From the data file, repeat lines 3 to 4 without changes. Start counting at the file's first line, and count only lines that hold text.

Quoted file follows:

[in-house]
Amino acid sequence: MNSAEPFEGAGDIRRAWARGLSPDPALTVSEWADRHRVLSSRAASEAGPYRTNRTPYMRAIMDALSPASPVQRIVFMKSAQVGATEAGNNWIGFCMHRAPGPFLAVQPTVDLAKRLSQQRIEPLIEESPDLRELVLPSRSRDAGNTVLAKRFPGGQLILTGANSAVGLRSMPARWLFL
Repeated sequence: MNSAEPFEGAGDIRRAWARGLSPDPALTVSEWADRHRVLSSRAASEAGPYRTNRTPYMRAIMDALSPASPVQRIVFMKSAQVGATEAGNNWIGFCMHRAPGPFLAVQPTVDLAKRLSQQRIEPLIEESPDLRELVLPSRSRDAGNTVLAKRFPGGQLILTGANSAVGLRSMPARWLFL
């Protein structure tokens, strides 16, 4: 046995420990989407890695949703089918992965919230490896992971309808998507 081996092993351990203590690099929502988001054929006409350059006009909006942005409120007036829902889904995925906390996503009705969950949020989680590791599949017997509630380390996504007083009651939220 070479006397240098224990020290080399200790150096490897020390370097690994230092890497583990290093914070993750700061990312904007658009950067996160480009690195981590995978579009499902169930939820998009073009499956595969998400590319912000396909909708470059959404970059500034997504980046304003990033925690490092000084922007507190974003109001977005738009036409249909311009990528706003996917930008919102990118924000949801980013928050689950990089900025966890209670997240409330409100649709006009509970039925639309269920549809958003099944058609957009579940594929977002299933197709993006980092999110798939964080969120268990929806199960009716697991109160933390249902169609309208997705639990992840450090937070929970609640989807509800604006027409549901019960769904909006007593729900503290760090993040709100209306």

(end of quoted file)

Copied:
Repeated sequence: MNSAEPFEGAGDIRRAWARGLSPDPALTVSEWADRHRVLSSRAASEAGPYRTNRTPYMRAIMDALSPASPVQRIVFMKSAQVGATEAGNNWIGFCMHRAPGPFLAVQPTVDLAKRLSQQRIEPLIEESPDLRELVLPSRSRDAGNTVLAKRFPGGQLILTGANSAVGLRSMPARWLFL
């Protein structure tokens, strides 16, 4: 046995420990989407890695949703089918992965919230490896992971309808998507 081996092993351990203590690099929502988001054929006409350059006009909006942005409120007036829902889904995925906390996503009705969950949020989680590791599949017997509630380390996504007083009651939220 070479006397240098224990020290080399200790150096490897020390370097690994230092890497583990290093914070993750700061990312904007658009950067996160480009690195981590995978579009499902169930939820998009073009499956595969998400590319912000396909909708470059959404970059500034997504980046304003990033925690490092000084922007507190974003109001977005738009036409249909311009990528706003996917930008919102990118924000949801980013928050689950990089900025966890209670997240409330409100649709006009509970039925639309269920549809958003099944058609957009579940594929977002299933197709993006980092999110798939964080969120268990929806199960009716697991109160933390249902169609309208997705639990992840450090937070929970609640989807509800604006027409549901019960769904909006007593729900503290760090993040709100209306």